The key to writing Animal Crossing villagers is keeping them mundane and, in a traditional video game sense, useless. Sometimes a villager will give you information about an upcoming event or something happening elsewhere in town, sometimes they give you gifts or ask you to do them a favour, but most of the time they will simply talk to you about their day. A cat wants you to know they don’t like the other cat villager, the local elephant got a new shirt and she thinks it’s absolutely delightful, a monkey you don’t like very much keeps talking about the way bugs whisper to him while he sleeps. None of this is actionable information, nor does it push forward the state of your village, but it makes them relatable. Crucially, it also avoids reducing the villagers to tools or markers on an objective board; without the distractions of guaranteed extrinsic reward, the intrinsic value of experiencing their personalities and interactions can take on greater importance.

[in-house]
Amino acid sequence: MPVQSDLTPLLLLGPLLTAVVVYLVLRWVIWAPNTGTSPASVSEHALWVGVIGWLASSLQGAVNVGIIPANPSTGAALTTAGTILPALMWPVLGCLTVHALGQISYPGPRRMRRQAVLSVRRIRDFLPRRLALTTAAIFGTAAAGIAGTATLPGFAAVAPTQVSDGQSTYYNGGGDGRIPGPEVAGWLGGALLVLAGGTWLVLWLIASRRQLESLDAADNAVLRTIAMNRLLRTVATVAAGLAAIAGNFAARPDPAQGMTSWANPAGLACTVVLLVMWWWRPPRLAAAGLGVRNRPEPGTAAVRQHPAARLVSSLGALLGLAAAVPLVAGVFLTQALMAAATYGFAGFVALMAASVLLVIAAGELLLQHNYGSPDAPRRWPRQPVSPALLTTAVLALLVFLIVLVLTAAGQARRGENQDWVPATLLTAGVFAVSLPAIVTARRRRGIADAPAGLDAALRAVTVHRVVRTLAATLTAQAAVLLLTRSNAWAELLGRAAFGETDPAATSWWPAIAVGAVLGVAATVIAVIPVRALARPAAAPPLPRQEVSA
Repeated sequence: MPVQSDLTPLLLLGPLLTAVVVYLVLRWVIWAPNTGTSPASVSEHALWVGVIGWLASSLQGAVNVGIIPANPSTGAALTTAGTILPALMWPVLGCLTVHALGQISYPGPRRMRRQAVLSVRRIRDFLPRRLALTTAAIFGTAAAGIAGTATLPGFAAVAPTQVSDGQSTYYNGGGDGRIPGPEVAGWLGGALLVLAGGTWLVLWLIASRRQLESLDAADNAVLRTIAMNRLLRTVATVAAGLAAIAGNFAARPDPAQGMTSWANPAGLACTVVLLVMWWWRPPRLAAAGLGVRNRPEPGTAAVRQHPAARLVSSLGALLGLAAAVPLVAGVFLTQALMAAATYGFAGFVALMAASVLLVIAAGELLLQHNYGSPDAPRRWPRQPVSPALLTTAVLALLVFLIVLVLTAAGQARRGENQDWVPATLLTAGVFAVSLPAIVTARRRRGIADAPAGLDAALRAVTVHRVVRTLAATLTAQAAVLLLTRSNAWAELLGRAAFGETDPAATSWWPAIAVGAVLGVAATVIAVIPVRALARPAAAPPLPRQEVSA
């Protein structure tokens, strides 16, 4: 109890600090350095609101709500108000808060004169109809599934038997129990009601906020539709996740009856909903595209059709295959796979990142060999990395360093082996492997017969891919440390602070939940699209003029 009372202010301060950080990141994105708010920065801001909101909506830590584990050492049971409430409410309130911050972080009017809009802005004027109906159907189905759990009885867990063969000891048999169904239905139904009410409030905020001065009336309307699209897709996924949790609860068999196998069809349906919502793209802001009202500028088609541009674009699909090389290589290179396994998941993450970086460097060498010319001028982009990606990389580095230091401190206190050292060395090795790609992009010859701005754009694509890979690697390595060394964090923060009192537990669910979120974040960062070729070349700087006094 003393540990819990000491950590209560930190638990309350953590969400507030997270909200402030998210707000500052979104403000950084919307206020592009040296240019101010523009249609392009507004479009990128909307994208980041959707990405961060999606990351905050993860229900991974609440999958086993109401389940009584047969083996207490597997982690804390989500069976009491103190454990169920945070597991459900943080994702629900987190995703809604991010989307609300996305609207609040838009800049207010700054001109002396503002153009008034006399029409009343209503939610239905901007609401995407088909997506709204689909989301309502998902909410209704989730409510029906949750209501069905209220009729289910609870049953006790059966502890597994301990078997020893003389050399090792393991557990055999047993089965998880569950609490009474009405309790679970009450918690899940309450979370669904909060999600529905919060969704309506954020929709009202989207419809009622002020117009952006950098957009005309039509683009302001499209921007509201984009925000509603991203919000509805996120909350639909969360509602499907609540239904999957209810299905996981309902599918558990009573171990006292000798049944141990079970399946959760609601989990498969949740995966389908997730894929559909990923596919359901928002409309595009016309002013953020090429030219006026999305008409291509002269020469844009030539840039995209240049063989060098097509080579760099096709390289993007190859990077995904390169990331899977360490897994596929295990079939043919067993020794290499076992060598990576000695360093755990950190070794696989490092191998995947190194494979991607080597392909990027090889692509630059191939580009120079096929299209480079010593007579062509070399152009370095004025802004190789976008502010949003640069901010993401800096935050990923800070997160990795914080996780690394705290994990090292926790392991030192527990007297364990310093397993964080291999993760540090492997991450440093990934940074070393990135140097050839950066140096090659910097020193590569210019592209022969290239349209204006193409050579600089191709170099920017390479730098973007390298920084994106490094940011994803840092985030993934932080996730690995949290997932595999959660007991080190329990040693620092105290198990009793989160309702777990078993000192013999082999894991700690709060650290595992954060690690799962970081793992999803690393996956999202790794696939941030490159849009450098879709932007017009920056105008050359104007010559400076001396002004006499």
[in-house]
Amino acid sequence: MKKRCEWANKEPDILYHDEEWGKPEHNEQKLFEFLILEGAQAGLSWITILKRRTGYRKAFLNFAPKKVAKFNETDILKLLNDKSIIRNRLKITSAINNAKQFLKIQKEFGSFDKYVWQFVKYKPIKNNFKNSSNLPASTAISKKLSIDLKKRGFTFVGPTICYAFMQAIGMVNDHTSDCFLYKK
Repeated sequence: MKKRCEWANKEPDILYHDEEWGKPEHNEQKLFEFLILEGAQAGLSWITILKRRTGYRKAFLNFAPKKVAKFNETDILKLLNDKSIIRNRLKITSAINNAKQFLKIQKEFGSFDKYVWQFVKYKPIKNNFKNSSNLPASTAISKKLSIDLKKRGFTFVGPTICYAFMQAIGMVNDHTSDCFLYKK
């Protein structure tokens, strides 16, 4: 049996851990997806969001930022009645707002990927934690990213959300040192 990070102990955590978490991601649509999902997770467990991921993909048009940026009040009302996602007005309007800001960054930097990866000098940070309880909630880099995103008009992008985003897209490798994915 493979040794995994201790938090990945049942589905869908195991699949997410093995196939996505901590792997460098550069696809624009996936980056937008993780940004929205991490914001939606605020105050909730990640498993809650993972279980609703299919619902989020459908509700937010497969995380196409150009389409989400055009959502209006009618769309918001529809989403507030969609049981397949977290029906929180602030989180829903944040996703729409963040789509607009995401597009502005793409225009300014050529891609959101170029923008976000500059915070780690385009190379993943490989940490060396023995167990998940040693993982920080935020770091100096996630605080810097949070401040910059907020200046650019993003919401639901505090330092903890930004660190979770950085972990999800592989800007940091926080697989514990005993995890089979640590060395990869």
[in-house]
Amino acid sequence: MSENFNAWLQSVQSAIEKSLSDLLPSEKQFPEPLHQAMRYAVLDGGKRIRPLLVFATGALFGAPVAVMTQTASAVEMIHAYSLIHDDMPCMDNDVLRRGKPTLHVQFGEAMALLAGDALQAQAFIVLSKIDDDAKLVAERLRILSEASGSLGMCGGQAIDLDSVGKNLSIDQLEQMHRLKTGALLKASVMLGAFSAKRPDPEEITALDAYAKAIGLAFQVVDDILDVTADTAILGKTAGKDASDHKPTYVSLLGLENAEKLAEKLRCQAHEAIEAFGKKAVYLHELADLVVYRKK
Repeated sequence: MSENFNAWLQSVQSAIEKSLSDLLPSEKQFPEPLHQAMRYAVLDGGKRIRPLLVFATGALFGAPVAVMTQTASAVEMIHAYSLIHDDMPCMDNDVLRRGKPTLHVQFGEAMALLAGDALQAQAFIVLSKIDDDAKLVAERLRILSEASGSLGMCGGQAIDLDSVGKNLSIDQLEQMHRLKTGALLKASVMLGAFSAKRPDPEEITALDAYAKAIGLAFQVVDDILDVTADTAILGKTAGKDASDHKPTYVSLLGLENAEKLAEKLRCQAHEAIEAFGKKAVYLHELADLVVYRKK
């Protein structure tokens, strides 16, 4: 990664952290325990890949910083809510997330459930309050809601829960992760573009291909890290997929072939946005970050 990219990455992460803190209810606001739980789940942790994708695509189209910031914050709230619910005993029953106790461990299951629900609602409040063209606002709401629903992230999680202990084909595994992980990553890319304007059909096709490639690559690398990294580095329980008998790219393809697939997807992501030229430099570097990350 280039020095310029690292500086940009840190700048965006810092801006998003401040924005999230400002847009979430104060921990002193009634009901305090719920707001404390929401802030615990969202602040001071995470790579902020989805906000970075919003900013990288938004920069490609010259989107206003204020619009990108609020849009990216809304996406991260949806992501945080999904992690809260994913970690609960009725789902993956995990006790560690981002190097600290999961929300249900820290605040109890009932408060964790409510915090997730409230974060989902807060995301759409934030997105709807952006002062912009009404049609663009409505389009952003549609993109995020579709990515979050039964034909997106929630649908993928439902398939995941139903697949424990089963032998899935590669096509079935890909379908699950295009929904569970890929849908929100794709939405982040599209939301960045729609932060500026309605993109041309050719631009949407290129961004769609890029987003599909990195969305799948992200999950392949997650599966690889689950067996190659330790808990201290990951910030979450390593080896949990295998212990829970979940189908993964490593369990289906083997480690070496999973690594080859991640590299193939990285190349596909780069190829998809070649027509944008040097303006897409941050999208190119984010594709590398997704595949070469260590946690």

Take my friend Ken, for example. Ken is a chicken who likes to wear karate gear, he enjoys crafting things at his crafting bench at weird hours and he is excited about absolutely everything, he knows a lot of foreign words but not what they mean or the language they came from. Ken told me that because I was talking to him so much that day I must have paid for “Ken Unlimited” and he assured me that it was silly to care why eggs came out of rocks because magic is just like that sometimes. Ken is a fantastic, well-rounded individual who brightens my day, and he has never contributed anything of any tangible value to the mechanical experience of playing Animal Crossing. It’s because Ken isn’t just a chicken, he’s a human chicken, with very human thoughts.